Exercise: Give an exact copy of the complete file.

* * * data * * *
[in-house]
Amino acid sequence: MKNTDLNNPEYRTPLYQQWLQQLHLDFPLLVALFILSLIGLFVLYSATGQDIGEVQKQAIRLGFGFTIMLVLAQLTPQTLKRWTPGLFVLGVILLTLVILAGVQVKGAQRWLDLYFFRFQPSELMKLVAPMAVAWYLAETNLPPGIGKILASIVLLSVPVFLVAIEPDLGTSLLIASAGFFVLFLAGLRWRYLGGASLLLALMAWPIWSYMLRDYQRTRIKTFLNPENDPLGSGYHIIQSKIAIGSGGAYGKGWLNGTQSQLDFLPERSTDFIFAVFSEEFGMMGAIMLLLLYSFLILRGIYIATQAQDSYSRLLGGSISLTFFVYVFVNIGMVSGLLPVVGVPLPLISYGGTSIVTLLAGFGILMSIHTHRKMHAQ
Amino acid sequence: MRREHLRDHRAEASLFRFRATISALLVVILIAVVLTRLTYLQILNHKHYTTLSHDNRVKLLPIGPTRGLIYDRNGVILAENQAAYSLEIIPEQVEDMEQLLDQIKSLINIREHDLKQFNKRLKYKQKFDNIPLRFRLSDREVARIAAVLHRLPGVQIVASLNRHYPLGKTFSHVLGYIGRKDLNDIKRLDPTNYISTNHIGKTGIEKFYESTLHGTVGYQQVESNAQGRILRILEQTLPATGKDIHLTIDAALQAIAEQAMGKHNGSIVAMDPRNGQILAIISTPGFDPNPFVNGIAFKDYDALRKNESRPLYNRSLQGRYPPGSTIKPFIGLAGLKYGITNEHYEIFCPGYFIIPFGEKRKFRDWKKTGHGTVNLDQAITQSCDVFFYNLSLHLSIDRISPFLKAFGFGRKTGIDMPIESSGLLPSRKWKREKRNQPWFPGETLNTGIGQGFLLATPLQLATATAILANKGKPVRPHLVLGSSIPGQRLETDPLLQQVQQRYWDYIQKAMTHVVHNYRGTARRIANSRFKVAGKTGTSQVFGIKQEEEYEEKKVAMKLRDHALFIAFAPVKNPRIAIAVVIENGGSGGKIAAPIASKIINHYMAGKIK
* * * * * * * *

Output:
[in-house]
Amino acid sequence: MKNTDLNNPEYRTPLYQQWLQQLHLDFPLLVALFILSLIGLFVLYSATGQDIGEVQKQAIRLGFGFTIMLVLAQLTPQTLKRWTPGLFVLGVILLTLVILAGVQVKGAQRWLDLYFFRFQPSELMKLVAPMAVAWYLAETNLPPGIGKILASIVLLSVPVFLVAIEPDLGTSLLIASAGFFVLFLAGLRWRYLGGASLLLALMAWPIWSYMLRDYQRTRIKTFLNPENDPLGSGYHIIQSKIAIGSGGAYGKGWLNGTQSQLDFLPERSTDFIFAVFSEEFGMMGAIMLLLLYSFLILRGIYIATQAQDSYSRLLGGSISLTFFVYVFVNIGMVSGLLPVVGVPLPLISYGGTSIVTLLAGFGILMSIHTHRKMHAQ
Amino acid sequence: MRREHLRDHRAEASLFRFRATISALLVVILIAVVLTRLTYLQILNHKHYTTLSHDNRVKLLPIGPTRGLIYDRNGVILAENQAAYSLEIIPEQVEDMEQLLDQIKSLINIREHDLKQFNKRLKYKQKFDNIPLRFRLSDREVARIAAVLHRLPGVQIVASLNRHYPLGKTFSHVLGYIGRKDLNDIKRLDPTNYISTNHIGKTGIEKFYESTLHGTVGYQQVESNAQGRILRILEQTLPATGKDIHLTIDAALQAIAEQAMGKHNGSIVAMDPRNGQILAIISTPGFDPNPFVNGIAFKDYDALRKNESRPLYNRSLQGRYPPGSTIKPFIGLAGLKYGITNEHYEIFCPGYFIIPFGEKRKFRDWKKTGHGTVNLDQAITQSCDVFFYNLSLHLSIDRISPFLKAFGFGRKTGIDMPIESSGLLPSRKWKREKRNQPWFPGETLNTGIGQGFLLATPLQLATATAILANKGKPVRPHLVLGSSIPGQRLETDPLLQQVQQRYWDYIQKAMTHVVHNYRGTARRIANSRFKVAGKTGTSQVFGIKQEEEYEEKKVAMKLRDHALFIAFAPVKNPRIAIAVVIENGGSGGKIAAPIASKIINHYMAGKIK